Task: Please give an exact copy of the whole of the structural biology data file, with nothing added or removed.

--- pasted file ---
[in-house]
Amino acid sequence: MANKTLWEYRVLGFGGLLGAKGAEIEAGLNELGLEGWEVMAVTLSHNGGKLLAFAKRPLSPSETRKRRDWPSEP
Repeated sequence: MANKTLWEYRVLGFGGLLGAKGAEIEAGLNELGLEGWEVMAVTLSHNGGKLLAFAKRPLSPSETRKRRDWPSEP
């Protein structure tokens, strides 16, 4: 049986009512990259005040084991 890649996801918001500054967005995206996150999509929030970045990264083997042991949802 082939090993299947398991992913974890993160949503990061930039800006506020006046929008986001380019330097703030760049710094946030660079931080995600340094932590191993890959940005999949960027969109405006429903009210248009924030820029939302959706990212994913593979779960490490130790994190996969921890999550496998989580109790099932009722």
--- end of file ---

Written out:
[in-house]
Amino acid sequence: MANKTLWEYRVLGFGGLLGAKGAEIEAGLNELGLEGWEVMAVTLSHNGGKLLAFAKRPLSPSETRKRRDWPSEP
Repeated sequence: MANKTLWEYRVLGFGGLLGAKGAEIEAGLNELGLEGWEVMAVTLSHNGGKLLAFAKRPLSPSETRKRRDWPSEP
């Protein structure tokens, strides 16, 4: 049986009512990259005040084991 890649996801918001500054967005995206996150999509929030970045990264083997042991949802 082939090993299947398991992913974890993160949503990061930039800006506020006046929008986001380019330097703030760049710094946030660079931080995600340094932590191993890959940005999949960027969109405006429903009210248009924030820029939302959706990212994913593979779960490490130790994190996969921890999550496998989580109790099932009722």